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Subdividing an integral into a sum of integrals over a given interval

  1. Jun 30, 2014 #1
    How does one prove the following:
    [tex] \int^{c}_{a} f\left(x\right)dx = \int^{b}_{a} f\left(x\right)dx +\int^{c}_{b} f\left(x\right)dx [/tex]
    where [itex] f\left(x\right)[/itex] is continuous in the interval [itex] x\in \left[a, b\right][/itex], and differentiable on [itex] x\in \left(a, b\right)[/itex].

    My approach was the following:

    Given that [itex] \int^{b}_{a} f\left(x\right)dx = \lim_{n\rightarrow \infty} \frac{\left(b-a\right)}{n} \sum^{n}_{i=1} f\left(x^{\ast}_{i}\right) [/itex], where [itex] x^{\ast}_{i} \in\left[x_{i},x_{i+1}\right] [/itex], we have that
    [tex] \int^{b}_{a} f\left(x\right)dx +\int^{c}_{b} f\left(x\right)dx = \lim_{n\rightarrow \infty} \frac{\left(b-a\right)}{n} \sum^{n}_{i=1} f\left(x^{\ast}_{i}\right) + \lim_{n\rightarrow \infty} \frac{\left(c-b\right)}{n} \sum^{n}_{i=1} f\left(x^{\ast}_{i}\right) [/tex]
    [tex]\qquad\qquad\qquad\qquad\qquad\quad= \lim_{n\rightarrow \infty} \left[\frac{\left(b-a\right)}{n} \sum^{n}_{i=1} f\left(x^{\ast}_{i}\right)+\frac{\left(c-b\right)}{n} \sum^{n}_{i=1} f\left(x^{\ast}_{i}\right)\right] = \lim_{n\rightarrow \infty} \frac{1}{n}\left[\left(b-a\right) +\left(c-b\right) \right]\sum^{n}_{i=1} f\left(x^{\ast}_{i}\right)[/tex]
    [tex]\qquad\qquad\qquad\qquad\qquad\quad= \lim_{n\rightarrow \infty} \frac{\left(c-a\right)}{n} \sum^{n}_{i=1} f\left(x^{\ast}_{i}\right) = \int^{c}_{a} f\left(x\right)dx[/tex]

    However, I have a feeling that this isn't quite correct?!
  2. jcsd
  3. Jun 30, 2014 #2
    You have made a notational error:

    You have said

    [tex]\int_a^b f(x)dx = \lim_{n\rightarrow \infty} \frac{b-a}{n} \sum_{i=1}^n f(x^*_i)[/tex]

    which is fine. But then you also do

    [tex]\int_b^c f(x)dx = \lim_{n\rightarrow \infty} \frac{c-b}{n} \sum_{i=1}^n f(x^*_i)[/tex]

    However, this is wrong. You cannot use the same notation ##x^*_i## in both equations. Indeed, the x_i^* of the integral ##\int_a^bf(x)dx## are not the same ##x_i^*## of the other integral. So you need to denote it as something else such as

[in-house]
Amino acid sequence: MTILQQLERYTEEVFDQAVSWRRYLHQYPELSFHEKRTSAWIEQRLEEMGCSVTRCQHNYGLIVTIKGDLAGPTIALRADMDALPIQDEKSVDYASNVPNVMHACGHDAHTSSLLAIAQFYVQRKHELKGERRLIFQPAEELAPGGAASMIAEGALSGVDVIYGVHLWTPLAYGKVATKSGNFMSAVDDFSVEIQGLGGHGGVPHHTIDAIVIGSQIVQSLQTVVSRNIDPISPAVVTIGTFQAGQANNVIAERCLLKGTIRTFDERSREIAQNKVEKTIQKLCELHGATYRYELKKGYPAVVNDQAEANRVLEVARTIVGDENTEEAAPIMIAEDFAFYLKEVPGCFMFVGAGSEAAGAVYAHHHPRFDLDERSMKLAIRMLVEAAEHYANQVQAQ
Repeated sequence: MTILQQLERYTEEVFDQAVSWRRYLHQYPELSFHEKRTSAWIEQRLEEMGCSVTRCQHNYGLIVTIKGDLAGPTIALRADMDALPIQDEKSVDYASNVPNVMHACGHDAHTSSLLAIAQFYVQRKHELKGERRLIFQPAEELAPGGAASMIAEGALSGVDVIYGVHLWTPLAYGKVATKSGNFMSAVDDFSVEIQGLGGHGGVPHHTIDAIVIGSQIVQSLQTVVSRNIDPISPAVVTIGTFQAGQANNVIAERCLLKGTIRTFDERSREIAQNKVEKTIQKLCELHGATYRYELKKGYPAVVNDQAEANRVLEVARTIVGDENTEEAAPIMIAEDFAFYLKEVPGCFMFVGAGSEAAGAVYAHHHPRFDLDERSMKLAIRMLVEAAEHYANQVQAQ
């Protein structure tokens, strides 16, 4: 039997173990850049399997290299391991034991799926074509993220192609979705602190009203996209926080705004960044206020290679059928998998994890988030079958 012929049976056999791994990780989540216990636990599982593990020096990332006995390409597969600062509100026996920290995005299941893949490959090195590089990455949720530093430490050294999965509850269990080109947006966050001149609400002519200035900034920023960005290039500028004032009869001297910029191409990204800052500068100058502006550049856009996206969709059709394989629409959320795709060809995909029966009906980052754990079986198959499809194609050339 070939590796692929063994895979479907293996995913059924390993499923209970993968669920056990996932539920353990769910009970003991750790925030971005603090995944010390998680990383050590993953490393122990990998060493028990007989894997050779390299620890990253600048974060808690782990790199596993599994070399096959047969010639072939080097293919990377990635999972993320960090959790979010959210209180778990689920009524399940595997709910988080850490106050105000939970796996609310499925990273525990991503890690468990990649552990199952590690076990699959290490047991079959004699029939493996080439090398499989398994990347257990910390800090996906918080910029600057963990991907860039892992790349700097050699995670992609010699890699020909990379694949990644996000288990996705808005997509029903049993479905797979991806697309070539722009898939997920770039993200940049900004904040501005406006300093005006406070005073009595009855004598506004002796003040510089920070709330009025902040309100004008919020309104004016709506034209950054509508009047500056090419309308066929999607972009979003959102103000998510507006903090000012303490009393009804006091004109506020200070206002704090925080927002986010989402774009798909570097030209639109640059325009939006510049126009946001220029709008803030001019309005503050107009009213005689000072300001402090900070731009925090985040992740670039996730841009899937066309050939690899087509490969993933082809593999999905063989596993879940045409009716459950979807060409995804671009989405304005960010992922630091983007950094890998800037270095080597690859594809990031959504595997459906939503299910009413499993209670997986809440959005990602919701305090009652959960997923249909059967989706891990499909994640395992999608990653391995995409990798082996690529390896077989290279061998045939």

[tex]\int_b^c f(x)dx = \lim_{n\rightarrow \infty} \frac{c-b}{n} \sum_{i=1}^n f(y^*_i)[/tex]

    Also, your points ##x_i^*## should be depending on ##n##, since if ##n## changes, then so do these points. So you should probably call them ##x_{i,n}^*##.
  4. Jun 30, 2014 #3
    Ah ok, thanks for pointing that out. How should I proceed with the proof from that point then?
  5. Jul 1, 2014 #4


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    What you can do is choose a refinement of every partition of [a, c] by adding the point "b". Then you can separate the sum from a to b and the sum from b to c.
  6. Jul 1, 2014 #5
    Ah ok, so I should start with [itex]\int_{a}^{c} f\left(x\right) dx = \lim_{n\rightarrow \infty} \frac{\left(c-a\right)}{n}\sum_{i=1}^{n} f\left(x_{i,n}^{\ast}\right) [/itex], and then redefine the point [itex] x_{i,n}^{\ast}[/itex] by adding the point "b", such that I can split the sum up on the RHS? (i.e. choose a set of points, [itex] x_{i,n}^{\ast} \in\left[ x_{i},x_{i+1} \right][/itex] in the interval [itex] x\in \left[a,b\right] [/itex], and then another one, [itex] y_{j,n}^{\ast} \in\left[ y_{j},y_{j+1} \right][/itex] in the interval [itex] x\in \left[b,c\right] [/itex])
    Last edited: Jul 1, 2014
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